Interview | Sophie Mackintosh

© Sophie Davidson

Last month Megan Girdwood reviewed Sophie Mackintosh’s debut dystopian novel The Water Cure, rendering it uneasy, hypnotic and yet so captivating. We asked Sophie about her feminist piece which tells the story of three sisters, excluded from the rest of society and the literal toxicity of men by their parents. They struggle to navigate themselves around the disappearance of their parents, and around the arrival of three strange men who wash up on their shore.


Was the choice to make a feminist novel an active one, or just a by-product of writing about women?
It was more of a by-product – the focus was originally more environmental and apocalyptic, but it was the bond of the girls that drew me in, the story of how they exist in a difficult world. The women are the centre of the story, finding out how they can survive, live, and find their own agency; I couldn’t avoid making it feminist, with everything else happening in the larger world influencing the words I put on the page. 


The narrative renders masculinity physically toxic to women, what was the inspiration for this?
The toxicity of the world can be interpreted as the world literally being toxic thanks to patriarchy – that’s where the seed of the idea originally came from. I felt very tired and angry around the time of writing the book, and was thinking a lot about having grown up navigating within a patriarchy. Sometimes the world does feel poisonous – so I wanted to make it literal. 


The sense of sisterhood in the novel is such a powerful and complex force, is it something you can personally relate to?
Absolutely – sisterhood is really important to me and something I think about a lot. I’m very interested in the dynamics of sisterhood, of how love, hate, and envy are mixed up together into this queasy mixture, even in loving families. I’m from a big Welsh family – I have one sister but several female cousins around my age, and we all grew up together like siblings.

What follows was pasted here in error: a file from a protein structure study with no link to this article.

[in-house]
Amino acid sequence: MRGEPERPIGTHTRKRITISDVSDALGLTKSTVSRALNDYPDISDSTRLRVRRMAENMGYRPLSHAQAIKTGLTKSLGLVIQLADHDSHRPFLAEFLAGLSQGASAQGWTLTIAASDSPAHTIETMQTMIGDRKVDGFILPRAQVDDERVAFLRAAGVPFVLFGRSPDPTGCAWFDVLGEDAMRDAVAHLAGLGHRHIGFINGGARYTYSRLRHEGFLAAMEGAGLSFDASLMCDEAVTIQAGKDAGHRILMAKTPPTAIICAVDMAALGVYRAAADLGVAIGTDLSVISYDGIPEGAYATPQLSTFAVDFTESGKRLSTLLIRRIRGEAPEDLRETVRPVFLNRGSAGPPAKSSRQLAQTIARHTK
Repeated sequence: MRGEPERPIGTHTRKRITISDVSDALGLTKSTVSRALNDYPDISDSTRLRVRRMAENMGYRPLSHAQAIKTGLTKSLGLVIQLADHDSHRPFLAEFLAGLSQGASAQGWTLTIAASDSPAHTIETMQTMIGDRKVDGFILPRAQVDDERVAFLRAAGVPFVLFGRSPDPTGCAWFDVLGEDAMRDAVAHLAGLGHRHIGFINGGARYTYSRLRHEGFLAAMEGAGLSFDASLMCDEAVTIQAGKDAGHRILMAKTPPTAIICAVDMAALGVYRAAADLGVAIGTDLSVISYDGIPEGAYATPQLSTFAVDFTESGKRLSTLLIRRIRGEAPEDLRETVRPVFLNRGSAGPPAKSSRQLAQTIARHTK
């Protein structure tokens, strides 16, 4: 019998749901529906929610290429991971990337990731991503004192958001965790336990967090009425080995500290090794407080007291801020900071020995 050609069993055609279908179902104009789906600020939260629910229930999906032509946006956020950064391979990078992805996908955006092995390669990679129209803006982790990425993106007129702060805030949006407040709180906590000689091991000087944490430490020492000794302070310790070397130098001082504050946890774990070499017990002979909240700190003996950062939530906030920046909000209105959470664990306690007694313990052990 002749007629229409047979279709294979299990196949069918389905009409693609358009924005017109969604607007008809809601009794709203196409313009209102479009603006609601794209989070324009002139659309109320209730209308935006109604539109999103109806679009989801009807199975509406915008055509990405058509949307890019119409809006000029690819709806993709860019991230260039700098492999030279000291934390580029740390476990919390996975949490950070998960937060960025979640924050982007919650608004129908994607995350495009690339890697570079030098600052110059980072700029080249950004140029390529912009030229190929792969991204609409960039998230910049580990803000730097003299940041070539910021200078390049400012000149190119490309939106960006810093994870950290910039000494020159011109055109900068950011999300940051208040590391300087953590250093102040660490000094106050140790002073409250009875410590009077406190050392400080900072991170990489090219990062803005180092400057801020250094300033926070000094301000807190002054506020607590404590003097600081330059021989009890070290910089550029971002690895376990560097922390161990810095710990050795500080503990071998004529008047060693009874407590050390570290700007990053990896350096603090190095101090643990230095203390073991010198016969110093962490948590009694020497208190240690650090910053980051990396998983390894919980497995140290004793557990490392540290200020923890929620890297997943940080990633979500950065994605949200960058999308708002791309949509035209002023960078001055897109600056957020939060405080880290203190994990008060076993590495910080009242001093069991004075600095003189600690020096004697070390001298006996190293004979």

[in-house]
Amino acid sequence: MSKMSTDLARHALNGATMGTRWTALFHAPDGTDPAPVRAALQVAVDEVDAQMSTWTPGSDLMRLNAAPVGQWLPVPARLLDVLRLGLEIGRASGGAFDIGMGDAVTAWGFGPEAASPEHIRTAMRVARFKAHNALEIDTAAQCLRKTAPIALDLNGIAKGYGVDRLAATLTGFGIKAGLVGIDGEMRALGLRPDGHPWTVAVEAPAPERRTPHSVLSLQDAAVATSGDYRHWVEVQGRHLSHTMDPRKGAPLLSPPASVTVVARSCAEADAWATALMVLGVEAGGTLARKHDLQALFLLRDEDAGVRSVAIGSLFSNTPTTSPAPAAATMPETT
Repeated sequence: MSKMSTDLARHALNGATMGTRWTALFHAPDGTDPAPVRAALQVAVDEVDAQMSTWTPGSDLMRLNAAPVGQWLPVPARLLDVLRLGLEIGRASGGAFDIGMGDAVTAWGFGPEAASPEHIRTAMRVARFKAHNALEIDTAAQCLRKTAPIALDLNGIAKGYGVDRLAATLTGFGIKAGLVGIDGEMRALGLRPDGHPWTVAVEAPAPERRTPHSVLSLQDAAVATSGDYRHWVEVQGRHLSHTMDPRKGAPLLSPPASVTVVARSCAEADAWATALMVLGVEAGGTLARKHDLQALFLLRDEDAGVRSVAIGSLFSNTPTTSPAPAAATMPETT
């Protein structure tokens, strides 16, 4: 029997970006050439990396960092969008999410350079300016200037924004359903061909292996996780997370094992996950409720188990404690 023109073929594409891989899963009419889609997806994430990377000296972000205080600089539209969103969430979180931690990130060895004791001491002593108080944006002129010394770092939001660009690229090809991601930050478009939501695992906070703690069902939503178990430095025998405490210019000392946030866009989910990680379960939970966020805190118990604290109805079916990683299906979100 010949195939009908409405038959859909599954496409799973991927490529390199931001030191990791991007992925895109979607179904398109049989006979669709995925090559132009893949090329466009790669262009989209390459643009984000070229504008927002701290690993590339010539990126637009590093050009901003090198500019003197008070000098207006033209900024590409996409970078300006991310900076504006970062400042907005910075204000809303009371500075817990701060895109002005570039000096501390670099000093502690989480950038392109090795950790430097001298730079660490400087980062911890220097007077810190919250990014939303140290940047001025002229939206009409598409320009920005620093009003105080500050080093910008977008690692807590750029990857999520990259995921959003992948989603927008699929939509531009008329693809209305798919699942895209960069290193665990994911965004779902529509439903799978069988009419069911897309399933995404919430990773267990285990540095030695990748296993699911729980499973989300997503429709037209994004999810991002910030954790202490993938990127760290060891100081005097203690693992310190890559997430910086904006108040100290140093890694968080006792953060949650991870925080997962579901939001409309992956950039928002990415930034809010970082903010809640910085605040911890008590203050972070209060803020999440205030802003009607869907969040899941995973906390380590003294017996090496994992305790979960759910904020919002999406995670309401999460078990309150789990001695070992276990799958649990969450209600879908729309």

The sisters perform painful and testing daily therapy rituals, and as the title suggests, damaged women arrive to the island to receive a rejuvenating ‘water cure’ carried out by the mother. Where did you get the inspiration for these therapy games?
I was inspired a lot by Victorian hydrotherapies – some of them were incredibly bizarre. I also drew on the strange games you play in childhood and adolescence, when you’re sort of testing your body, figuring out what it can and can’t do, and not always sure why you’re doing it. 


Would you consider the family as matriarchal or patriarchal, and would you say that the women in the novel are the most damaged by men, or by one another?
I think a patriarchy with a complicit matriarch, maybe. Like in our world, women in power can wield as much damage as men – having a woman in power doesn’t mean they won’t continue to prop up existing damaging structures and enact policies that harm and disenfranchise people.

That’s the paradox – they’ve been told so much that men are dangerous that they willingly harm themselves and put themselves through so much to stay safe. I think there’s damage implicit everywhere, even in the act of loving something or someone. 


How do you want men to react to your novel?
I don’t want them to have a knee-jerk reaction and be like “Oh, this is a man-hating book”, because it isn’t at all. I hope that men read it and enjoy it, and take something positive or useful from it. So far, I’ve been lucky that men who’ve read the book have largely been really lovely and generous, and have told me it’s given them food for thought. 


Are you open to the idea of your novel being adapted for another media form?
As I was writing it I approached it very visually – it all felt very real to me, so I would love to see it adapted into a film or play. My approach to writing is quite filmic, with the aesthetic of films such as Dogtooth and Valerie and her Week of Wonders (just to name two) having a big influence on me. 


Did you have any idea of where their journey across the border will take them, and do you intend to visit these characters again?
I’ve explored their stories as much as I want to. I like to think of them finding a safe place, happiness, a home where they don’t always have to live in the state of emergency, but I want people to reach their own conclusions. 


The Water Cure is out now. (Hamish Hamilton, £12.99)